International Relations in the Trump Era

By Julian Dierkes

As someone who thinks and writes about political risk regarding Mongolia, my focus is on domestic politics more than on international relations. Yet, with Donald Trump becoming U.S.-president, I have to add a fairly random element to any risk assessment that acknowledges the utter unpredictability of the new president and thus the chance that he might make statements that have a pointed impact on Mongolia’s international relations, whether or not those statements are then backed up by any action.

Pressing Challenges

Mongolian foreign policy is built on two pillars:

  • positive relations with both geographical neighbours, Russia and China
  • ever-closer links with “Third Neighbours” as deepening relations with countries beyond the immediate neighbours, and also as a safeguard against either of these two neighbours becoming more than overbearing

These pillars have been in place more or less since the early/mid-1990s and generally go unchallenged by Mongolian parties and commentators. Even President Elbegdorj’ somewhat hasty Sept 2015 proposal of “permanent neutrality” was couched in terms of this foreign policy.

While little has changed about Mongolia’s outlook, its neighbourhood has shifted.

Russia has become significantly weaker vis-a-vis China since its isolation as a consequence of the annexation of the Crimea in 2014. Left without allies or business partners in Europe, Pres. Putin turned to China, but more as a supplicant than a partner. Given only rare moments that the Russian government has shown active interest in Mongolia (uranium resources, gasoline sales and distribution), this has meant that China has become a somewhat dominant player in this trilateral relationship. At some pushy times, this has taken on the form of a “Pu(tin)-Xi-Pincer”. Yet, even with Mongolian concessions in the recent spat over the visit of His Holiness the Dalai Lama, this pincer has not been very noticeable in international relations. The strongest indication of any change would be if Mongolia finally agreed to join either the Shanghai Cooperation Organization (as desired by China), or the Eurasian Economic Union (as desired by Russia).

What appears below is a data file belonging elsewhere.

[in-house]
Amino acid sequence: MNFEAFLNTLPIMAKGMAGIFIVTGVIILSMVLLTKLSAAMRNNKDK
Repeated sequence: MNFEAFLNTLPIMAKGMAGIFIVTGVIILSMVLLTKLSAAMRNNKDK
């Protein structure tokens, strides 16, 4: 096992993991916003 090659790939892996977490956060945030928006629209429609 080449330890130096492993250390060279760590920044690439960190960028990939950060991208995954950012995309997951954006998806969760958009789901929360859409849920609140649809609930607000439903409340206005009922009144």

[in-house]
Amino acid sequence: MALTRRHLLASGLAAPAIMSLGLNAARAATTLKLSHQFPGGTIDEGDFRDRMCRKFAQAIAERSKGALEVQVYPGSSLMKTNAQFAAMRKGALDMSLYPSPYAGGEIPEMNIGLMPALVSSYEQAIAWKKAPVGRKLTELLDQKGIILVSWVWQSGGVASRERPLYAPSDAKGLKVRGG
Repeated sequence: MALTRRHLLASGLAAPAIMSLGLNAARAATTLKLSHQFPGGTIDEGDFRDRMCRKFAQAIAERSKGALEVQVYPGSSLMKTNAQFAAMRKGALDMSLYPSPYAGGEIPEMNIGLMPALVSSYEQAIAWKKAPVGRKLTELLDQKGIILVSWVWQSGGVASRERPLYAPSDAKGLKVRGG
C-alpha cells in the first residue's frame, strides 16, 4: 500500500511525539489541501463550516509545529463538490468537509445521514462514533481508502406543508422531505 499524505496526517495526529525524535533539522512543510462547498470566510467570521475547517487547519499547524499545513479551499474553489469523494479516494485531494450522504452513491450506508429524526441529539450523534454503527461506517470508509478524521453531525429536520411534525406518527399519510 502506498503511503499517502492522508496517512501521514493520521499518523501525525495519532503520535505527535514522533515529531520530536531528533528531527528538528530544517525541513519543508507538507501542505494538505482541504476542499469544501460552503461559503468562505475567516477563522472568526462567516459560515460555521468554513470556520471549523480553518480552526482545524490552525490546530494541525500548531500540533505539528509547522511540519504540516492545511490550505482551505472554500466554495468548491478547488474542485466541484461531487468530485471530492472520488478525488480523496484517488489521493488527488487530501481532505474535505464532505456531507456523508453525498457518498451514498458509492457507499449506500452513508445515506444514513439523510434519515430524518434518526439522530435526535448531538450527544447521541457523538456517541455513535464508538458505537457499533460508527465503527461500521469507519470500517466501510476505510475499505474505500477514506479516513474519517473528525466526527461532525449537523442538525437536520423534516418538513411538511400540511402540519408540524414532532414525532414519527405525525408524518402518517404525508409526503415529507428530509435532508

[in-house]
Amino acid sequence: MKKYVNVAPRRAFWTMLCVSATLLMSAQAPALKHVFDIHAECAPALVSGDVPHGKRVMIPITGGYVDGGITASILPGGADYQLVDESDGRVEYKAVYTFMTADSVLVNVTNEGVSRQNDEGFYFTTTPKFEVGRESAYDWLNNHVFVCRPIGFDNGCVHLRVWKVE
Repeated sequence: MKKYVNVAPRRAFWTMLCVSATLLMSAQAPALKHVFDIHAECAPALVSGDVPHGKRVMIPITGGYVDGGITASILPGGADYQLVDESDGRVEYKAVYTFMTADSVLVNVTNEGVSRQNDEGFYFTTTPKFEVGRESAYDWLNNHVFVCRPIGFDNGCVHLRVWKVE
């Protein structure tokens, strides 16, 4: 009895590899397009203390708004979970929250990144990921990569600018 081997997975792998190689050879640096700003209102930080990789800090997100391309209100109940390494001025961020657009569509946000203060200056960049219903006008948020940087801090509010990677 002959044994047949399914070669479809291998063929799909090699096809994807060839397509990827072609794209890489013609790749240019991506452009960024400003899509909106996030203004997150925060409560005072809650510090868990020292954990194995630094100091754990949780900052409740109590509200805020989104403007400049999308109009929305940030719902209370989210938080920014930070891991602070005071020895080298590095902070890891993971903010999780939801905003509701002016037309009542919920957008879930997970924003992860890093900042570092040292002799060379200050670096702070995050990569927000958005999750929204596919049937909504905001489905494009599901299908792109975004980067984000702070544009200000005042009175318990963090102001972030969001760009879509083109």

Some third neighbours’ interest in Mongolia has declined noticeably in parallel with world commodity prices and those partners’ interest in the mining sector. That would be true – sadly for me personally – of Canada to some extent, but also of Australia.

U.S. Relations

Over the past 25 years, Mongolia’s relations with the U.S. have been characterized by a steady undertone of benign neglect with occasional and some sustained flurries of greater attention. I’m sure that many of those involved in the bilateral relationship (particularly, diplomats on both sides) would disagree with that assessment as perhaps a bit unkind, but I think it summarizes the relationship.

The two visits by then-Secretary of State James Baker in 1990 and 1991 were probably the high point of the (re-)establishment of relations with democratic Mongolia. Mongolia’s decision to participate in George W Bush’s “Coalition of the Willing” was certainly the impetus for the closest relations Mongolia has had with any president, including Pres. Bush’s visit in Mongolia in November 2005. Ultimately, this also led to the attention to Mongolia by the Millennium Challenge Corporation.

During President Barack Obama’s terms, relations have gone somewhat dormant again, though Secretary of State Hillary Clinton visited in July 2011, and Vice-President Joe Biden shortly thereafter, in August 2011.